Next discussion item is the replacement of Lead Service Lines by Passaic Valley Water Commission (PVWC). Councilwoman Sadrakula asks the CM and City Attorney why they are seeing this ordinance if they didn’t agree on it at the last meeting. The City Attorney explains the Council did agree at the last meeting and the request was made to draft the ordinance. Councilwoman Sadrakula asks if there can be a sliding scale for the fine intended for absentee landlords, since the fine could potentially be the same for a two family with one tenant and a larger complex. He explains this ordinance is the model from the PVWC shared with the three owner cities and that it contains the standard municipal fine used in all ordinances which establishes a fine ranging from $0-$1,200. The fine is determined by the Judge, not the Council, and is based on the level of egregiousness the judge determines in the refusal to allow PVWC to change the lead line. The deterrent of the fine is used with the understanding that the reason a landlord or homeowner may not want to grant access is usually to hide a basement apartment or other illegal activity.

The Mayor interjects that every ordinance with a fine is worded this way and explains that for residents the removal of lead pipes is a no-brainer, since the pipes will be removed for free by PVWC. He continues that lead is proven to be dangerous to children, so why argue against it? He asks the CM what the cost savings is to homeowners? The City Attorney states it is estimated at $4-7K depending on the property.

The City Attorney explains if the lead line is not replaced and the owner tries to sell the property, the city will withhold the dwelling certificate until the lead line is replaced. He explains the intention is to protect future children who may live in the home.

The Mayor adds that this is projected to affect a small percentage of Clifton homeowners, as 99% will want the lead replaced for free.

Council Mail

The request for a report on the Fire Department overtime is discussed to clarify what is needed in the report. The overtime has increased from $500K the prior year to $1.3 million. The report was done only for brass. Councilman Gibson explains that they need the full report on the overtime for the entire department, not just brass, to understand why it increased. He continues that there were factors last year including the pandemic and IDA that may be responsible for the overtime, but they need to understand that. The CM asks to clarify, should the report list the figures of overtime by rank, or establish the causes of the overtime? Gibson said they need to understand what causes overtime with a breakdown by position. The Mayor ads that if the overtime was due to the pandemic, it can be paid for with the Covid grant money.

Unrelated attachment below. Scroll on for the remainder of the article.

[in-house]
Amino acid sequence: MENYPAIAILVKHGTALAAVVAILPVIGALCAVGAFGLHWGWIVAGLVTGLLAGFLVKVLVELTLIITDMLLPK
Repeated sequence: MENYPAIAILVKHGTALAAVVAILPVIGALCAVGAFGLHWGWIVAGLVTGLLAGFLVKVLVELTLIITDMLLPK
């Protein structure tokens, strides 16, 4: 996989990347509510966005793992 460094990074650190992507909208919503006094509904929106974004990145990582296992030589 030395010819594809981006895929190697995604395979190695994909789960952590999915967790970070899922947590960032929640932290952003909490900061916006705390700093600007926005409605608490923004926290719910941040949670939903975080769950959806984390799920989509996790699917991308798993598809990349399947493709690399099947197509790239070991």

Councilwoman Murphy presents a city proclamation to Dorothy Adlon for Black Balloon Day, March 6th, hosted by CASA. Councilwoman Murphy reads the proclamation which explains the issue of drug overdose in the country and intention of the Black Balloon Day, to raise awareness for those who have suffered or struggling with drug addiction and the family and friends that have lost a loved one to drug overdose.

Public Comments

Dorothy Adlon speaks further during public comments to share her personal history with a drug overdose loss and the emergency society faces in dealing with the opioid epidemic, which is dramatically increasing the rates of drug addiction and overdose deaths. She explains the significance of the Black Balloon Day in raising awareness and honoring those that have been lost.

Chris D’Amato speaks to discuss the results of the Cannabis Sub Committee and explains the results of it did not go the way he had hoped and debated in the past months if he should let the issue go. He said the way the issue was handled is related to other concerns he has about the functioning of the City Council members. He explains after Councilwoman Pino gave her committee report, he OPRA’d the report so he could review it in its entirety. He states he wants to know from the Council why the vote was done immediately after the presentation without a discussion? It gave the appearance that the issue wasn’t really up for consideration.

To watch the 2-hour meeting in it's entirety, click here.